Payload Part B and C: The actual content

B: 04, this is the size of the text you’re sending in hexidecimal. B = 04 because “test” is 4 characters. You have to convert messages that are 10+ characters, symbols or spaces to the correct format, “AllIoT Rules!” for instance would be 0D instead of 13. 

C: 74657374, This is the text you want to display, or the value you want the QR code to show when scanned, to get this value you need to get whatever text you have and convert it from ASCII to hexadecimal. There are plenty of websites which offer this, just go to your search browser and type “Ascii to hex converter”. P.s. To get to “AllIoT Rules!” use 416C6C496F542052756C657321.

The last bit of our payload is FF3D02, this refreshes the screen so you can see your changes, you should leave this as it is.

Once you’ve got everything ready, all you need to do is send it as a payload to your device at port 85. 

And that is it, you can now configure and send your own payloads to change your Milesight DS3604!  

For more technical hints and tips, why not sign up to our mailing list? We frequently share our latest blogs and devices in our monthly newsletter.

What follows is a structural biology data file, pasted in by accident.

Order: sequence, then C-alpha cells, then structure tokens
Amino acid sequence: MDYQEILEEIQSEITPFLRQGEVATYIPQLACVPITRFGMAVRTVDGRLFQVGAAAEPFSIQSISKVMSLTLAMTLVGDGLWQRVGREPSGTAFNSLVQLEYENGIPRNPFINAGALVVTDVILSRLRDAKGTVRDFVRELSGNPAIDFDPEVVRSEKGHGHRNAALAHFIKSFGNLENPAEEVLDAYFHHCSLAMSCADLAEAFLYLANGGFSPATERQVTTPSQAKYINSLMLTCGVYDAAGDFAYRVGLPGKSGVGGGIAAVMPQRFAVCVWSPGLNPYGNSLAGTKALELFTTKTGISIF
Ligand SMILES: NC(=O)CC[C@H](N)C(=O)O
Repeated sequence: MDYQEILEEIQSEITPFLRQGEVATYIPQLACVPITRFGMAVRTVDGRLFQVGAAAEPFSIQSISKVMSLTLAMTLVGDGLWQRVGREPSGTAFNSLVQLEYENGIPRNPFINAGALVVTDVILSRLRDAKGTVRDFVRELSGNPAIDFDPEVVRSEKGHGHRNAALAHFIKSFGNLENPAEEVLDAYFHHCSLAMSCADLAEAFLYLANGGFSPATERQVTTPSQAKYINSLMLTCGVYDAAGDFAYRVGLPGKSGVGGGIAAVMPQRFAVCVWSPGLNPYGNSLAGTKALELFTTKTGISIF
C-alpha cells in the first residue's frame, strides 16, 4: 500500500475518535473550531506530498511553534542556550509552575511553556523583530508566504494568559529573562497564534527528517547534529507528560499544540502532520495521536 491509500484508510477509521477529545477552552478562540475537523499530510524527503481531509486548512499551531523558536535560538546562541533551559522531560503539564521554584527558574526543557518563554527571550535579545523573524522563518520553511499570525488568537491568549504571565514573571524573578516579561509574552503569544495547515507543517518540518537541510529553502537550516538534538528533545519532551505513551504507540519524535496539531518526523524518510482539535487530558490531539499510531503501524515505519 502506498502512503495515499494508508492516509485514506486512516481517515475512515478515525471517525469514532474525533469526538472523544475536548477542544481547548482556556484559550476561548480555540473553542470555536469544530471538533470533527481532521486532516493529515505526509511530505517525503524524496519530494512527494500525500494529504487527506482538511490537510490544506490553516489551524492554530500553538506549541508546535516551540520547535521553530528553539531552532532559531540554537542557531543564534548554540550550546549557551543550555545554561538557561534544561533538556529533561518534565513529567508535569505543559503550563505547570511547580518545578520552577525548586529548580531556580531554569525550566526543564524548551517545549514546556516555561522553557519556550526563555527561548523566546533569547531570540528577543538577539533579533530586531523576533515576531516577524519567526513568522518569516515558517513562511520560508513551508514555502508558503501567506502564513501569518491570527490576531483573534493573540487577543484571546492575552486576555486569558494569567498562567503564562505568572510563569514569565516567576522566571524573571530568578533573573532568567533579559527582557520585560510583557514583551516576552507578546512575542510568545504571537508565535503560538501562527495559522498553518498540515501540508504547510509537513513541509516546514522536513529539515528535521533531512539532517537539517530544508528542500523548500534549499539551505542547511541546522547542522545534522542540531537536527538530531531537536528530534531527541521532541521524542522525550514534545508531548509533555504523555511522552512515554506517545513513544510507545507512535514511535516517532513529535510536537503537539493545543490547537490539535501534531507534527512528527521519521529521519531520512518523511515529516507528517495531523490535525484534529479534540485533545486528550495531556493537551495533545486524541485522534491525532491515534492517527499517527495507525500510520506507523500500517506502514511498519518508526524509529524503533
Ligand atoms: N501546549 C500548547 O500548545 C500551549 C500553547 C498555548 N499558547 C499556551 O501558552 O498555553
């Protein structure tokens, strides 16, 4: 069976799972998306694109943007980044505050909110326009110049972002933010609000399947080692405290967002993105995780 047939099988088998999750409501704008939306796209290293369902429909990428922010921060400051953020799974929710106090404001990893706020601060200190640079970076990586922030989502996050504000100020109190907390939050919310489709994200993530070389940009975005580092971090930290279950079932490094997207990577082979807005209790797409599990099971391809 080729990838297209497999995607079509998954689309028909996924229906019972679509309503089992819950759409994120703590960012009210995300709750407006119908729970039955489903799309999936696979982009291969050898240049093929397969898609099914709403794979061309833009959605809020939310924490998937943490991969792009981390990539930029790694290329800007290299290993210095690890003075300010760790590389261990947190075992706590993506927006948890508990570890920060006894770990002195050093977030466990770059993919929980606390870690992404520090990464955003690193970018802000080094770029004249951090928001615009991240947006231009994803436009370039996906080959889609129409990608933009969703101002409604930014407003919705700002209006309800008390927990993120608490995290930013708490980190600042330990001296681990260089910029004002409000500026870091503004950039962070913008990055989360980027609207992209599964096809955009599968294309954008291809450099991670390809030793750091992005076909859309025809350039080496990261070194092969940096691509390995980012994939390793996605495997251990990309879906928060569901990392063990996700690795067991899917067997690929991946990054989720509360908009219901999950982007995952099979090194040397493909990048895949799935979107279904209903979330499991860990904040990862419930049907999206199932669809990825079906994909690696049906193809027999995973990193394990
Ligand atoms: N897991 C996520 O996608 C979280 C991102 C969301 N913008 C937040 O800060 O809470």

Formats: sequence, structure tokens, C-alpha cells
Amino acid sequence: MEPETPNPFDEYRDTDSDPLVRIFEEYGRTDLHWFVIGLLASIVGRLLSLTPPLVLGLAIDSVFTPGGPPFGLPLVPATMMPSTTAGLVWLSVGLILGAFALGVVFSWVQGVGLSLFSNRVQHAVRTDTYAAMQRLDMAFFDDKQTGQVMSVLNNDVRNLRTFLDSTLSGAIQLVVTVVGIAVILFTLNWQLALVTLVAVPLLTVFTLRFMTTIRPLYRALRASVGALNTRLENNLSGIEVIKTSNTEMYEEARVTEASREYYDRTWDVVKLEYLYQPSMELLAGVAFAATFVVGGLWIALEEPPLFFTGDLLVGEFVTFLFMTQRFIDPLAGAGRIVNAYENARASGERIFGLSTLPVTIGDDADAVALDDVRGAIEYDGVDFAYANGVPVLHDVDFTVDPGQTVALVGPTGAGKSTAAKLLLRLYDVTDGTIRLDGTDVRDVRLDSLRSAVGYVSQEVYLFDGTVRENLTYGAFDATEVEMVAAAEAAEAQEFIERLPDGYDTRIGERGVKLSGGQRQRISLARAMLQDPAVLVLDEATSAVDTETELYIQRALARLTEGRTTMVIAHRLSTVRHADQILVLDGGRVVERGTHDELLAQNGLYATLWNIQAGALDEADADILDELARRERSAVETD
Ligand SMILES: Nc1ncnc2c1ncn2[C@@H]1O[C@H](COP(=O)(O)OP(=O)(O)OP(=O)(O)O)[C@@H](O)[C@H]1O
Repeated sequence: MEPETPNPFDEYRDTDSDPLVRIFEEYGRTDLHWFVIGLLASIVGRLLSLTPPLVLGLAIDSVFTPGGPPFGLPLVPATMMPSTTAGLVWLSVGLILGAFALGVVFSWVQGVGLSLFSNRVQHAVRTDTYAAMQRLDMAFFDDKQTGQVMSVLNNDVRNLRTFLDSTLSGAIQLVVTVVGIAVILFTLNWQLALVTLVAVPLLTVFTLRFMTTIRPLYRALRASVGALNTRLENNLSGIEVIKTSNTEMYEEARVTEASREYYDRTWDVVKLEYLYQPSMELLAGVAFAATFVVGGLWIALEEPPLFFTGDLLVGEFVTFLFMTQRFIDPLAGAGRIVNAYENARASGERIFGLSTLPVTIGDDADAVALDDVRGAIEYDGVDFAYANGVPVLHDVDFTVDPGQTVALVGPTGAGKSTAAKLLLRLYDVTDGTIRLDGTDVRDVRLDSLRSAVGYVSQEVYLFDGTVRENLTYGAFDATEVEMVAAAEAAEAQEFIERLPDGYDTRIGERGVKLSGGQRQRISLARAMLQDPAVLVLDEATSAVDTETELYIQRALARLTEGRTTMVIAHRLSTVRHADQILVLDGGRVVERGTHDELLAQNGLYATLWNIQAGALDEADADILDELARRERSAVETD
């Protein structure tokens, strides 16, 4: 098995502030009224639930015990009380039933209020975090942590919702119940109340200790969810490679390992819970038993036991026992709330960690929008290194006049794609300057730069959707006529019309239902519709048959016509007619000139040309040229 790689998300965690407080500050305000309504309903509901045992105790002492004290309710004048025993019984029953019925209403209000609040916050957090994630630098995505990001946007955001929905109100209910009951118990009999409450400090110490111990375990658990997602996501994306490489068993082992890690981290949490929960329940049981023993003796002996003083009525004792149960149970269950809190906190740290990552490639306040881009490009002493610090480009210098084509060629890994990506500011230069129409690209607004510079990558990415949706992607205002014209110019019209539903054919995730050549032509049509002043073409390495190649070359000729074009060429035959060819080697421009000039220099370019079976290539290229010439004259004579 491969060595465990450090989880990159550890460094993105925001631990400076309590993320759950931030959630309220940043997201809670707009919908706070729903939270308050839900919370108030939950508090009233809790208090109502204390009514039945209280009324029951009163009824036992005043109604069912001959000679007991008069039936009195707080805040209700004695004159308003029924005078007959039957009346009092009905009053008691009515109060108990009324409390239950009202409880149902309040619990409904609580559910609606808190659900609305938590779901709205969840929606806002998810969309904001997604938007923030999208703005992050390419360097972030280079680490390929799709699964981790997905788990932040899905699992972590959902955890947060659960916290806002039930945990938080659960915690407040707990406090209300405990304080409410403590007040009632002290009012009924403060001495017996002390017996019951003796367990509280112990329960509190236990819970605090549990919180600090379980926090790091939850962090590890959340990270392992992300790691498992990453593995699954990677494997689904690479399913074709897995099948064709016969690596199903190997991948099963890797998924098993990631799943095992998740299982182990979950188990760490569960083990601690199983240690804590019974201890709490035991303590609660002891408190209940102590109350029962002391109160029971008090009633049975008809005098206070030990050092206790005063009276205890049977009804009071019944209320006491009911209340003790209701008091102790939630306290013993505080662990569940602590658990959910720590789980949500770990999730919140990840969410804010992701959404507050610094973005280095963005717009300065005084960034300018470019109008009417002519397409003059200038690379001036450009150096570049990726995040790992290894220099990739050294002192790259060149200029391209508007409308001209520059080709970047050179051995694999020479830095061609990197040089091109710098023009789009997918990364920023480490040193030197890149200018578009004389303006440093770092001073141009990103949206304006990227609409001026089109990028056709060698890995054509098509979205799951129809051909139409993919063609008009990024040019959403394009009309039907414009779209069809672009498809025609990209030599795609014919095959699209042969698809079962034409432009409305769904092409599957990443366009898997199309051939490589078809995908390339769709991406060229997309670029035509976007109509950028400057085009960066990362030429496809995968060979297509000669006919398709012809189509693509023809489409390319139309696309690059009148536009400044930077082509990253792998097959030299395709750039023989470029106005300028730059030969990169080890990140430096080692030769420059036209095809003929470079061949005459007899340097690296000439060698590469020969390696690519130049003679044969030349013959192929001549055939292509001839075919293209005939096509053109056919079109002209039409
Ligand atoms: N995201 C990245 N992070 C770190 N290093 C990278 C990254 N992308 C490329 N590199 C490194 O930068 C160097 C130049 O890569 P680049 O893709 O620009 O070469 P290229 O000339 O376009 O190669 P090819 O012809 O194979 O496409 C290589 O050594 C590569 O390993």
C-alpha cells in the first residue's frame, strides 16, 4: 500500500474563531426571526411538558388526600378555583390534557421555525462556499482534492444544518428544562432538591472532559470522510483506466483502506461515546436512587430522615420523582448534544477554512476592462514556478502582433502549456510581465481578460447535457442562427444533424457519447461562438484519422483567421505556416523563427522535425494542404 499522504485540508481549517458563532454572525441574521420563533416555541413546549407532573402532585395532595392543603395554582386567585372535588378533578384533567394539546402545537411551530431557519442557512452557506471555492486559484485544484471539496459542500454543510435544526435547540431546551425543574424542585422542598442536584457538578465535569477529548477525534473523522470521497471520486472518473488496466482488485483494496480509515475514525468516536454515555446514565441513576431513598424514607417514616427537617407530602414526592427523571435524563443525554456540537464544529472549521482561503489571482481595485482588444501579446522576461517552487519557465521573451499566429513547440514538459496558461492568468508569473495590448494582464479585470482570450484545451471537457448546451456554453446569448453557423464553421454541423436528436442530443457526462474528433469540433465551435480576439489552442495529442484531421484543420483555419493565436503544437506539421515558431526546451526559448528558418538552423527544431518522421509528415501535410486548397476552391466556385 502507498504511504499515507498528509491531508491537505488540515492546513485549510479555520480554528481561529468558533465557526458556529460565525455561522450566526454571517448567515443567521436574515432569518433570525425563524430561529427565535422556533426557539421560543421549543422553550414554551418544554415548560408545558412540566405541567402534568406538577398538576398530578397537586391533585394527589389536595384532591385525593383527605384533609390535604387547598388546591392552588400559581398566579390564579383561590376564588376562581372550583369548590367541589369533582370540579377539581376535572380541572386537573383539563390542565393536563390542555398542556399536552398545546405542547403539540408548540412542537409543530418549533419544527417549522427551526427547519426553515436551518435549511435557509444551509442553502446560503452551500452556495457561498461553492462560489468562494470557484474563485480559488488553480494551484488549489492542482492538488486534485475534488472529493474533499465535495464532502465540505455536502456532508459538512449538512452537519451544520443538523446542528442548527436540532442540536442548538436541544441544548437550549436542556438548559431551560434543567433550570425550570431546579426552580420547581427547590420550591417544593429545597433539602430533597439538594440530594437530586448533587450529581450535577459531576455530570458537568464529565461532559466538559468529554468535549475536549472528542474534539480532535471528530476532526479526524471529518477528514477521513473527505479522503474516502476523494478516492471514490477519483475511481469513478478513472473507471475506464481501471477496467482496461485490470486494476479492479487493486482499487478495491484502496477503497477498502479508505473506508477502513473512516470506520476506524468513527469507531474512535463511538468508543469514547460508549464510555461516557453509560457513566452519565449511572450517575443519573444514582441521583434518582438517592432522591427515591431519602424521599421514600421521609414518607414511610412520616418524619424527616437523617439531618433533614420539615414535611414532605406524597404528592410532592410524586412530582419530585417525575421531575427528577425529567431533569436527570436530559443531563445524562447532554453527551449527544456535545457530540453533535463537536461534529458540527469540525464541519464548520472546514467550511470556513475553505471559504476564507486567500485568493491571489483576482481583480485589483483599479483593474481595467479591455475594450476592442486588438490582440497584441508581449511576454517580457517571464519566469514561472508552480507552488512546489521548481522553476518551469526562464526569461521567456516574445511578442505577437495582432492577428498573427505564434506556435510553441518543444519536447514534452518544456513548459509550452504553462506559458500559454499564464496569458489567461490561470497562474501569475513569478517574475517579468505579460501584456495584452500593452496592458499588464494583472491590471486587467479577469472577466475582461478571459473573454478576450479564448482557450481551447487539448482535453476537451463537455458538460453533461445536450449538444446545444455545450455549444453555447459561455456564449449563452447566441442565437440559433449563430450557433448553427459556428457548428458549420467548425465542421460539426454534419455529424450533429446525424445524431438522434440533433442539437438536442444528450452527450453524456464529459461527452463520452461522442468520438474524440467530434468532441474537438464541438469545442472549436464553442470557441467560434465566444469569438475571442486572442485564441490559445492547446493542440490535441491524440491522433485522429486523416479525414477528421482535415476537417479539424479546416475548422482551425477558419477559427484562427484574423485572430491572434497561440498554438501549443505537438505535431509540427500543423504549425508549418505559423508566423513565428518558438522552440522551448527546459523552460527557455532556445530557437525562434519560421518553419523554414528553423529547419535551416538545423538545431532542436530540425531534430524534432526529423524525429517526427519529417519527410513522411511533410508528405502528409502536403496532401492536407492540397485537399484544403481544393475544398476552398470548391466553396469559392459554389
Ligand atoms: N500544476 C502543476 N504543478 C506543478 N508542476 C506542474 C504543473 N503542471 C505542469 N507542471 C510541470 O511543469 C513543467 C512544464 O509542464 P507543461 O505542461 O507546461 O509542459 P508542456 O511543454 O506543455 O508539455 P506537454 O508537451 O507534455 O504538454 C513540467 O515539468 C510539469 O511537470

Interested in getting started with IoT? Contact us today to discuss your requirements.

IoT For SMB’s; How We Transformed Our Operational Efficiencies

IoT is transforming businesses around the globe but how can it be used in a small business environment? Discover how we have transformed our own operational efficiencies in our IoT for SMBs blog post.

When we think about IoT, we often think about large enterprises who are using the internet of things to optimise their buildings and premises and automate their processes. While this rings true, IoT is not exclusive. In fact, it is very accessible and can offer a whole host of benefits to small businesses.

Here at Alliot, we are a small business with just 16 employees (& a dog!). Our ‘home’ is located in a beautiful renovated 150-year-old mill, in Huddersfield, West Yorkshire.